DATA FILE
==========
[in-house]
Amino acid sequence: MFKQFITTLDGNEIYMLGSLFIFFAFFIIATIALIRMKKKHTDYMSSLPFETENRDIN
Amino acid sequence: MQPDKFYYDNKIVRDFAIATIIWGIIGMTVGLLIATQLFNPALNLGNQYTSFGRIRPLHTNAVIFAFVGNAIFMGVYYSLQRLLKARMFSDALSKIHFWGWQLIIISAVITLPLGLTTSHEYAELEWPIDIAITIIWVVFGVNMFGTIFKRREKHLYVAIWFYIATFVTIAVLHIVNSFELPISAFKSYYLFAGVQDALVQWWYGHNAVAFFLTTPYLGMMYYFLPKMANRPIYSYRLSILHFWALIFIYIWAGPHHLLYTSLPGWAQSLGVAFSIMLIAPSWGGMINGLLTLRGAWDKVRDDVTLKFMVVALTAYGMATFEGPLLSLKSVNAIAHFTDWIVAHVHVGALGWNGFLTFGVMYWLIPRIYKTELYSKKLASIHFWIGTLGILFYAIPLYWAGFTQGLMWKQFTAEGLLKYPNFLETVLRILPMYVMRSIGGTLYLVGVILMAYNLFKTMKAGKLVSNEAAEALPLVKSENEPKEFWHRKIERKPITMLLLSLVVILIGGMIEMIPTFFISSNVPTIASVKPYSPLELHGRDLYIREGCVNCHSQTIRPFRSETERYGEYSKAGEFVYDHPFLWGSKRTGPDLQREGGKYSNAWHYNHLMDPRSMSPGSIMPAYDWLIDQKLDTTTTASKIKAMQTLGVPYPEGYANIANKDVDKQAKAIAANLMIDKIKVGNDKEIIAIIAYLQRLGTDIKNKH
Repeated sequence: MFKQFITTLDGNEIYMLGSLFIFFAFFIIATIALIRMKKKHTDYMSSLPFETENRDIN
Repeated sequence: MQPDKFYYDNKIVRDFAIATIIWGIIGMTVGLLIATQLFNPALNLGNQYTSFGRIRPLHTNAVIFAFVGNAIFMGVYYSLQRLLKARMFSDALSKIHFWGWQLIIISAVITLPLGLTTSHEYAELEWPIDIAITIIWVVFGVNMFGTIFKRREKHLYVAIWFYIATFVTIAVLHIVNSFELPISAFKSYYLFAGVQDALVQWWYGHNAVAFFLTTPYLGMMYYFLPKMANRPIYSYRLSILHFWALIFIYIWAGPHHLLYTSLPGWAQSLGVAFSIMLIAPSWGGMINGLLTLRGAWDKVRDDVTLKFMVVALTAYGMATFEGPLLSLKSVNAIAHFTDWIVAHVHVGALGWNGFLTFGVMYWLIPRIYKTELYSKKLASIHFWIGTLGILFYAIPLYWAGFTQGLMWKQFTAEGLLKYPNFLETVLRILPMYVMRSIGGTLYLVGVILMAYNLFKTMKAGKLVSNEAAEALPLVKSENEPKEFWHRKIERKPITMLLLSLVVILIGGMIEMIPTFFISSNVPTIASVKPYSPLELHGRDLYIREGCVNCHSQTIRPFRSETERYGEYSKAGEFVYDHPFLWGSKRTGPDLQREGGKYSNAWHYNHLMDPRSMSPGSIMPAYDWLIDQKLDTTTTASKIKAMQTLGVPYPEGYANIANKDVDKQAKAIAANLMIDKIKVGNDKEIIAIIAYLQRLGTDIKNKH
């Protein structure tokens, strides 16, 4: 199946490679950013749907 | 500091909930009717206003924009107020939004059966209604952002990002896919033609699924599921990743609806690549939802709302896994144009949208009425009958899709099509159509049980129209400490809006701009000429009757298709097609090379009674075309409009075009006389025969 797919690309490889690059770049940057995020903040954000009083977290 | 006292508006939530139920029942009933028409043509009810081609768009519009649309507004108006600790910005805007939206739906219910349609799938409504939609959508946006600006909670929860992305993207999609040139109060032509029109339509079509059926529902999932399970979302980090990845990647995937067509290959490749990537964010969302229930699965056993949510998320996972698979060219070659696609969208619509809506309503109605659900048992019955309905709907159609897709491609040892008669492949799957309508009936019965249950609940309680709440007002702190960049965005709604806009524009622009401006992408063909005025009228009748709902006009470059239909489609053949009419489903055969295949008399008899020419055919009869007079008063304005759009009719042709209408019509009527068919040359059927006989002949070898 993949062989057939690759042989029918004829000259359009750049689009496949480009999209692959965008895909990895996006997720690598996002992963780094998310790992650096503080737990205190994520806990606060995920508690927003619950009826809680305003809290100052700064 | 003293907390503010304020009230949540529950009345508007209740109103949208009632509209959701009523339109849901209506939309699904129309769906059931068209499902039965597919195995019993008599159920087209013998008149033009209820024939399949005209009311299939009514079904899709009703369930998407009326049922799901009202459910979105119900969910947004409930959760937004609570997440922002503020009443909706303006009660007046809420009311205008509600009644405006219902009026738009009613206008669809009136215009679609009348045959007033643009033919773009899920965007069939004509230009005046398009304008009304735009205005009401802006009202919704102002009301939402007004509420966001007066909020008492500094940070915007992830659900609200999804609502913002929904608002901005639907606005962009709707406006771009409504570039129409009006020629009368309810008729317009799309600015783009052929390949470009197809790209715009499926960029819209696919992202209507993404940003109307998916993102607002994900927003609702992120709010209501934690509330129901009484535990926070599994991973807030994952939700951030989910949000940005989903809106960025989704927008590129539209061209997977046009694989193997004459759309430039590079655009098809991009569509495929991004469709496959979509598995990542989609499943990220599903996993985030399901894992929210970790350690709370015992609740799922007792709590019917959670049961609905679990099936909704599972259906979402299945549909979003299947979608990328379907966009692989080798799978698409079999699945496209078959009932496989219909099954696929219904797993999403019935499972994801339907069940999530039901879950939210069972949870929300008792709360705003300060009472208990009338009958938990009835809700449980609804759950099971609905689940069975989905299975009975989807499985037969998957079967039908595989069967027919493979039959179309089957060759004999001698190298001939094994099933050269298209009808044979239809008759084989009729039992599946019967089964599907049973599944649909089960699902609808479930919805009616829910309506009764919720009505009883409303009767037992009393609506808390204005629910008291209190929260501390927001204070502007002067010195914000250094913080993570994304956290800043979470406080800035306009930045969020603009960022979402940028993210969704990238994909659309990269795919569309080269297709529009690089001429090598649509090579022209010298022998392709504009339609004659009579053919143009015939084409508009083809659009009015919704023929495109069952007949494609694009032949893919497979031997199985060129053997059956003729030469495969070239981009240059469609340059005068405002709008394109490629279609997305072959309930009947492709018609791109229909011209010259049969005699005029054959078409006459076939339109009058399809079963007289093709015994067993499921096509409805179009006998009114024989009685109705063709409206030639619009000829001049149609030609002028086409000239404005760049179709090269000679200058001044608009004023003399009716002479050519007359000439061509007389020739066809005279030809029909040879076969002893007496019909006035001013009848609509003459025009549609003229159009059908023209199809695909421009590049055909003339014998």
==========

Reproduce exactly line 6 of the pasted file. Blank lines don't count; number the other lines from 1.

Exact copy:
């Protein structure tokens, strides 16, 4: 199946490679950013749907 | 500091909930009717206003924009107020939004059966209604952002990002896919033609699924599921990743609806690549939802709302896994144009949208009425009958899709099509159509049980129209400490809006701009000429009757298709097609090379009674075309409009075009006389025969 797919690309490889690059770049940057995020903040954000009083977290 | 006292508006939530139920029942009933028409043509009810081609768009519009649309507004108006600790910005805007939206739906219910349609799938409504939609959508946006600006909670929860992305993207999609040139109060032509029109339509079509059926529902999932399970979302980090990845990647995937067509290959490749990537964010969302229930699965056993949510998320996972698979060219070659696609969208619509809506309503109605659900048992019955309905709907159609897709491609040892008669492949799957309508009936019965249950609940309680709440007002702190960049965005709604806009524009622009401006992408063909005025009228009748709902006009470059239909489609053949009419489903055969295949008399008899020419055919009869007079008063304005759009009719042709209408019509009527068919040359059927006989002949070898 993949062989057939690759042989029918004829000259359009750049689009496949480009999209692959965008895909990895996006997720690598996002992963780094998310790992650096503080737990205190994520806990606060995920508690927003619950009826809680305003809290100052700064 | 003293907390503010304020009230949540529950009345508007209740109103949208009632509209959701009523339109849901209506939309699904129309769906059931068209499902039965597919195995019993008599159920087209013998008149033009209820024939399949005209009311299939009514079904899709009703369930998407009326049922799901009202459910979105119900969910947004409930959760937004609570997440922002503020009443909706303006009660007046809420009311205008509600009644405006219902009026738009009613206008669809009136215009679609009348045959007033643009033919773009899920965007069939004509230009005046398009304008009304735009205005009401802006009202919704102002009301939402007004509420966001007066909020008492500094940070915007992830659900609200999804609502913002929904608002901005639907606005962009709707406006771009409504570039129409009006020629009368309810008729317009799309600015783009052929390949470009197809790209715009499926960029819209696919992202209507993404940003109307998916993102607002994900927003609702992120709010209501934690509330129901009484535990926070599994991973807030994952939700951030989910949000940005989903809106960025989704927008590129539209061209997977046009694989193997004459759309430039590079655009098809991009569509495929991004469709496959979509598995990542989609499943990220599903996993985030399901894992929210970790350690709370015992609740799922007792709590019917959670049961609905679990099936909704599972259906979402299945549909979003299947979608990328379907966009692989080798799978698409079999699945496209078959009932496989219909099954696929219904797993999403019935499972994801339907069940999530039901879950939210069972949870929300008792709360705003300060009472208990009338009958938990009835809700449980609804759950099971609905689940069975989905299975009975989807499985037969998957079967039908595989069967027919493979039959179309089957060759004999001698190298001939094994099933050269298209009808044979239809008759084989009729039992599946019967089964599907049973599944649909089960699902609808479930919805009616829910309506009764919720009505009883409303009767037992009393609506808390204005629910008291209190929260501390927001204070502007002067010195914000250094913080993570994304956290800043979470406080800035306009930045969020603009960022979402940028993210969704990238994909659309990269795919569309080269297709529009690089001429090598649509090579022209010298022998392709504009339609004659009579053919143009015939084409508009083809659009009015919704023929495109069952007949494609694009032949893919497979031997199985060129053997059956003729030469495969070239981009240059469609340059005068405002709008394109490629279609997305072959309930009947492709018609791109229909011209010259049969005699005029054959078409006459076939339109009058399809079963007289093709015994067993499921096509409805179009006998009114024989009685109705063709409206030639619009000829001049149609030609002028086409000239404005760049179709090269000679200058001044608009004023003399009716002479050519007359000439061509007389020739066809005279030809029909040879076969002893007496019909006035001013009848609509003459025009549609003229159009059908023209199809695909421009590049055909003339014998």